In October 2009, the Boyzone singer Stephen Gately, from Sheriff Street in the north inner-city, died from a heart condition at the age of 33.

In September 2020, local independent councillors tabled a motion saying that the council should name a local park after him. Members of the council’s Central Area Committee agreed to rename the linear park along the Royal Canal from Spencer Dock to North Strand after Gately.

“Stephen meant so much to the people of the area,” said independent Councillor Christy Burke, one of the proposers, at the time. “He was a local lad made big and he never forgot that.”

It was widely reported that the renaming had been agreed. But it stalled when referred to the council’s commemorative naming committee.

Dublin City Council rules say the council must wait for 20 years after a person’s death before commemorating them in a place name. The council also doesn’t name parks after people, said a council spokesperson.

Independent Councillor Damien O’Farrell says the council should review that 20-year rule. “I’m saying that we should look at it.”

But there are good reasons for the cooling-off period, say other councillors, even as all say they still support finding another way to commemorate Gately.

The 20-Year Rule

O’Farrell also wants the council to name a place in the city after the environmental campaigner and former lord mayor, Seán Dublin Bay Loftus, who was a councillor for 25 years and died in 2010.

“If we keep with this 20-year gap a lot of our social history will be lost,” says O’Farrell.

A spokesperson for the council said: “if a proposal to commemorate Seán Loftus were to be submitted in 2030 (he died in 2010), the Committee would consider the proposal then, but not beforehand.”

Labour Party Councillor Dermot Lacey was chair of the commemorative naming committee when the 20-year rule was introduced.

“It was around the time of the revelations about Jimmy Saville,” says Lacey. In 2012, as stories of the abuse committed by Saville came out, lots of streets and other places in Britain had to be renamed in a hurry.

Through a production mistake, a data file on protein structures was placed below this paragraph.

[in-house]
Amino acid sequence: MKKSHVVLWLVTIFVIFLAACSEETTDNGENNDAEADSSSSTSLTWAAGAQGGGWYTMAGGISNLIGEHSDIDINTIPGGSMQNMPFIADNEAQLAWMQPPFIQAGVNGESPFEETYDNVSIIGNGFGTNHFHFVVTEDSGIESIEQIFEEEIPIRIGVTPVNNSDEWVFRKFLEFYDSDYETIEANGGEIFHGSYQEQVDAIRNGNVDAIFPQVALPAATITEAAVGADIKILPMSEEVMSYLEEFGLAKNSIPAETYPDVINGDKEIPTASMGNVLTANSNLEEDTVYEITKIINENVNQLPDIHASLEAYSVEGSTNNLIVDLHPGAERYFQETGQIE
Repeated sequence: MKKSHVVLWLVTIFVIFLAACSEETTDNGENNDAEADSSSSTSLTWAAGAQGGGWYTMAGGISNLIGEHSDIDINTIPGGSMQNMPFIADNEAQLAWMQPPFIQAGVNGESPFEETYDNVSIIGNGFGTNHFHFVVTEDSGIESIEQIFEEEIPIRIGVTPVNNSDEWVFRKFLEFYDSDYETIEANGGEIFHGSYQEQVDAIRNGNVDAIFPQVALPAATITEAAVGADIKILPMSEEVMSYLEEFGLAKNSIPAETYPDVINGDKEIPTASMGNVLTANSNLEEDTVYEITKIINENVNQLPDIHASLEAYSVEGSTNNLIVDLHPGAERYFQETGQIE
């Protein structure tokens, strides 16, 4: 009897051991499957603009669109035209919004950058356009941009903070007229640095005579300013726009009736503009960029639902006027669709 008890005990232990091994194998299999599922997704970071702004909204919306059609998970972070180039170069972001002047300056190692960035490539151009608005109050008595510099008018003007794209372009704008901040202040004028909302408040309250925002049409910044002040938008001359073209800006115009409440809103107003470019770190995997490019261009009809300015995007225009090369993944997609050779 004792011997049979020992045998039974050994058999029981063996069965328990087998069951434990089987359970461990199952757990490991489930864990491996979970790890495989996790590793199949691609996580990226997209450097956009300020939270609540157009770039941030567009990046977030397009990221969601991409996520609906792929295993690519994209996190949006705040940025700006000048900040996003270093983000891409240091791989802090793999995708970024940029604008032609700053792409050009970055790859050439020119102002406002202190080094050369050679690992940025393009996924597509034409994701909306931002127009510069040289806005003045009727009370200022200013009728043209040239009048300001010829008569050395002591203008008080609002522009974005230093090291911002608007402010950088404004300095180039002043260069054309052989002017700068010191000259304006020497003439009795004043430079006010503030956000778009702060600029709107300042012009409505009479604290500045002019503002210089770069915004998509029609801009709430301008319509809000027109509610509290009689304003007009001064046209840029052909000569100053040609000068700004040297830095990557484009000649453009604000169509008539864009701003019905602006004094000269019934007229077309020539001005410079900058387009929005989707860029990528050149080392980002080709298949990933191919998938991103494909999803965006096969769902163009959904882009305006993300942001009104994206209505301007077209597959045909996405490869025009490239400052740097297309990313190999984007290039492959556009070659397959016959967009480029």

Councils became wary of naming places after people. “A cooling-off period is a good thing,” says Lacey.

O’Farrell, in his motion to the commemorative naming committee, recognised that there is a valid reason for the rule. But “there are also significant disadvantages in that many important contributions for the benefit of our city… are being forgotten”.

He met a young environmental campaigner recently, who had never heard of Seán Dublin Bay Loftus, he says.

The longtime councillor changed his name by deed poll in order to gain traction for his cause of protecting Dublin Bay, says O’Farrell.

Lacey says he would be open to a discussion about reviewing the length of time the council waits. As did the current chair of the committee, Sinn Féin Councillor Mícheál Mac Donncha.

“We are always open to reviewing rules and procedures,” he says. That said, the wisdom of the 20-year rule “seems to be generally agreed”.

Ways to Commemorate

The 20-year rule is not the only issue with renaming the Royal Canal linear park at Spencer Dock as the Stephen Gately Park.

“In addition to the twenty-year rule, the Council’s policy is that parks are named for the area they are in, and not for individuals,” says the spokesperson.

(Of course, lots of parks in the city are named after people, so this must be the council policy in recent times.)

Bridges and roads are regularly named after people, though, and could still be up for grabs.

The council has agreed that both Loftus and Gately should be honoured in the naming of the city in the future, says O’Farrell. But those decisions are not formally recorded anywhere.

So another idea, aside from shortening the timeframe to 10 years, would be to create a formal waiting list, he says.

There are lots of other ways you can commemorate people too, says Lacey, including putting up plaques or creating awards ceremonies.

Mac Donncha says that the 20-year waiting time also applies to plaques though. “There could be another type of memorial,” he said.

Laoise Neylon is a reporter for Dublin Inquirer. You can reach her at

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